October 15, 2013

Bringing a Native American story pole home

This 37-foot story pole stood prominently for nearly 70 years in Krape Park in Freeport, Illinois.

Photo courtesy of the Freeport Park District.
It's colorful carvings represent interrelated stories hand-carved by renowned Coast Salish artist and Snohomish Tribe leader William Shelton, who began carving story poles in the early 1900s to revitalize and increase understanding of Native American culture.

A photograph from 1912 or 1913 shows Shelton carving. (Negative No. NA859, Ferdinand Brady Photographic Postcards PH Coll 139, University of Washington Libraries, Special Collections Division)
In an earlier blog post we describe the whirlwind quarter-century where Shelton carved at least sixteen large-scale and medium-sized story poles for public display across the United States. This pole is one of them.

Unfortunately, after standing in Krape Park since 1935, Shelton's story pole eventually fell into such severe disrepair from weather and bug infestations that it had to be taken down.

Photo courtesy of the Freeport Park District.
The Freeport Park District debated what to do with the decaying pole as it sat in their storage facility, ultimately deciding that the Burke Museum's large Northwest Coast collection, expertise, and connection to the artist's region made the Burke the ideal place to send the pole.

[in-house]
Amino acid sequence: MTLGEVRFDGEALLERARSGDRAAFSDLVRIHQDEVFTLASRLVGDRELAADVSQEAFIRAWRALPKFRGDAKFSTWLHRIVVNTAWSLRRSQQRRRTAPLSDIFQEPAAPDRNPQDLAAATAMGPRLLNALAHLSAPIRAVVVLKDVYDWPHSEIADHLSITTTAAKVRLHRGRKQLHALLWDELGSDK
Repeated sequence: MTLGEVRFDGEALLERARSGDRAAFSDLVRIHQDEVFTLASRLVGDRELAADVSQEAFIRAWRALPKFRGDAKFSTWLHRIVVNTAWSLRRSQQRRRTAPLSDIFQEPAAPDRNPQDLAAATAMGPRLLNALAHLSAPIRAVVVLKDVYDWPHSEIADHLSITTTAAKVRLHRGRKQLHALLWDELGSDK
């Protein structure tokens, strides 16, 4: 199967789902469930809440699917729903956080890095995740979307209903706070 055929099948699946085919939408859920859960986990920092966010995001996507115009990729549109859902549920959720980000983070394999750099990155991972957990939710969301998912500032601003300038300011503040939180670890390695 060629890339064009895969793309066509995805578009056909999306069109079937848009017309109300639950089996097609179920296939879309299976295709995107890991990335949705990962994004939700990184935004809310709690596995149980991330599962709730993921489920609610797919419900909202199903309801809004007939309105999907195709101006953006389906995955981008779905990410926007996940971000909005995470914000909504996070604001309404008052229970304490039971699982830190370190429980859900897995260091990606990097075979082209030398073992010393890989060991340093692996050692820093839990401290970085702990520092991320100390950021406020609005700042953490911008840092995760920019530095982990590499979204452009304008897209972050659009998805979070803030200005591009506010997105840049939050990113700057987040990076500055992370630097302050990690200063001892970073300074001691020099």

We want to help bring the pole home, but transporting it nearly 2,000 miles across the country presents a significant obstacle.


We're raising funds to transport the pole in a forty-foot-long crate from Illinois to Seattle on the back of a flat-bed trailer.

Upon its arrival in Seattle, it will need to be fumigated immediately so that only the pole - not the bugs living in it - take up permanent residence in our collection. Only then can our Ethnology collections staff begin the next steps of preparing the pole for restoration.

Photo courtesy of the Freeport Park District.
Getting to Seattle is the first step in a much longer journey for the pole, but this new phase of its history can't begin without your help. To make a donation, see our project budget, and learn more about donor benefits, visit our power2give/Puget Sound project page.

Every object has a story – we hope you will be part of this one!

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